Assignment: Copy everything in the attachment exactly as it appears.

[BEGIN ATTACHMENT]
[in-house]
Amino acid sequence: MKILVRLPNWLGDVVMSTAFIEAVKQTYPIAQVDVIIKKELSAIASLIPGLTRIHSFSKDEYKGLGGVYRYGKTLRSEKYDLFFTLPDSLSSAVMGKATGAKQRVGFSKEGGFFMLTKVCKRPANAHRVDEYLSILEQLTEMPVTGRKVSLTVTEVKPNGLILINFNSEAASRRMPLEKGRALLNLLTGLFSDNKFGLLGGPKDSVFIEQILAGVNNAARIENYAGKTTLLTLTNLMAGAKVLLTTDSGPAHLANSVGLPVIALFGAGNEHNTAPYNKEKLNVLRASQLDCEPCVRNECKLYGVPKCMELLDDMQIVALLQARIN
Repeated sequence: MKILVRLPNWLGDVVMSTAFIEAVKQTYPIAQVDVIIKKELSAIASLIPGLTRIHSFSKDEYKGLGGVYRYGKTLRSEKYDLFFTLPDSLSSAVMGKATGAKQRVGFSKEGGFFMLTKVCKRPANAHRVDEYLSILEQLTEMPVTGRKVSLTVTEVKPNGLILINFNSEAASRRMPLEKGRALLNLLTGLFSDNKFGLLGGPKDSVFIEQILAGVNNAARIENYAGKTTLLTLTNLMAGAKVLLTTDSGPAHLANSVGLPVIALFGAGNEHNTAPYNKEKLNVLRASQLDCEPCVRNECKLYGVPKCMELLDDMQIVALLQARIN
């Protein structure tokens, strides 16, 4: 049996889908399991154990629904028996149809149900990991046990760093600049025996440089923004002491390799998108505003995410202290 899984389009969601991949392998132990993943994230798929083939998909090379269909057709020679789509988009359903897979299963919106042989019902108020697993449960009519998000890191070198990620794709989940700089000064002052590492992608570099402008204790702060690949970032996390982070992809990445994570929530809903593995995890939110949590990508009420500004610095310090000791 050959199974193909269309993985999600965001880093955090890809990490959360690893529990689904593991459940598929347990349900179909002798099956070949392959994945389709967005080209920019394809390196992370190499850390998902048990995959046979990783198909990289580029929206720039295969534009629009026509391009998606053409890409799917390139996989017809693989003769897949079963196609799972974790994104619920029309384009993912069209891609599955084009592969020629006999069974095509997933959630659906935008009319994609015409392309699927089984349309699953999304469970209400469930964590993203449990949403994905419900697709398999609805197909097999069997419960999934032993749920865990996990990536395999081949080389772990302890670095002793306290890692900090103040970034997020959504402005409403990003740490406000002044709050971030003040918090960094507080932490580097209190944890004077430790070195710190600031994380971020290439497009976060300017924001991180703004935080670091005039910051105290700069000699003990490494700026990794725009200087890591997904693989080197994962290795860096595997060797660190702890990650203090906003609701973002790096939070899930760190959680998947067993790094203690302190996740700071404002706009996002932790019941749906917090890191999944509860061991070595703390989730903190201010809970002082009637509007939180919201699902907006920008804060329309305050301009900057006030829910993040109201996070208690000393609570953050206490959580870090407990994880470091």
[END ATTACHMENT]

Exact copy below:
[in-house]
Amino acid sequence: MKILVRLPNWLGDVVMSTAFIEAVKQTYPIAQVDVIIKKELSAIASLIPGLTRIHSFSKDEYKGLGGVYRYGKTLRSEKYDLFFTLPDSLSSAVMGKATGAKQRVGFSKEGGFFMLTKVCKRPANAHRVDEYLSILEQLTEMPVTGRKVSLTVTEVKPNGLILINFNSEAASRRMPLEKGRALLNLLTGLFSDNKFGLLGGPKDSVFIEQILAGVNNAARIENYAGKTTLLTLTNLMAGAKVLLTTDSGPAHLANSVGLPVIALFGAGNEHNTAPYNKEKLNVLRASQLDCEPCVRNECKLYGVPKCMELLDDMQIVALLQARIN
Repeated sequence: MKILVRLPNWLGDVVMSTAFIEAVKQTYPIAQVDVIIKKELSAIASLIPGLTRIHSFSKDEYKGLGGVYRYGKTLRSEKYDLFFTLPDSLSSAVMGKATGAKQRVGFSKEGGFFMLTKVCKRPANAHRVDEYLSILEQLTEMPVTGRKVSLTVTEVKPNGLILINFNSEAASRRMPLEKGRALLNLLTGLFSDNKFGLLGGPKDSVFIEQILAGVNNAARIENYAGKTTLLTLTNLMAGAKVLLTTDSGPAHLANSVGLPVIALFGAGNEHNTAPYNKEKLNVLRASQLDCEPCVRNECKLYGVPKCMELLDDMQIVALLQARIN
């Protein structure tokens, strides 16, 4: 049996889908399991154990629904028996149809149900990991046990760093600049025996440089923004002491390799998108505003995410202290 899984389009969601991949392998132990993943994230798929083939998909090379269909057709020679789509988009359903897979299963919106042989019902108020697993449960009519998000890191070198990620794709989940700089000064002052590492992608570099402008204790702060690949970032996390982070992809990445994570929530809903593995995890939110949590990508009420500004610095310090000791 050959199974193909269309993985999600965001880093955090890809990490959360690893529990689904593991459940598929347990349900179909002798099956070949392959994945389709967005080209920019394809390196992370190499850390998902048990995959046979990783198909990289580029929206720039295969534009629009026509391009998606053409890409799917390139996989017809693989003769897949079963196609799972974790994104619920029309384009993912069209891609599955084009592969020629006999069974095509997933959630659906935008009319994609015409392309699927089984349309699953999304469970209400469930964590993203449990949403994905419900697709398999609805197909097999069997419960999934032993749920865990996990990536395999081949080389772990302890670095002793306290890692900090103040970034997020959504402005409403990003740490406000002044709050971030003040918090960094507080932490580097209190944890004077430790070195710190600031994380971020290439497009976060300017924001991180703004935080670091005039910051105290700069000699003990490494700026990794725009200087890591997904693989080197994962290795860096595997060797660190702890990650203090906003609701973002790096939070899930760190959680998947067993790094203690302190996740700071404002706009996002932790019941749906917090890191999944509860061991070595703390989730903190201010809970002082009637509007939180919201699902907006920008804060329309305050301009900057006030829910993040109201996070208690000393609570953050206490959580870090407990994880470091």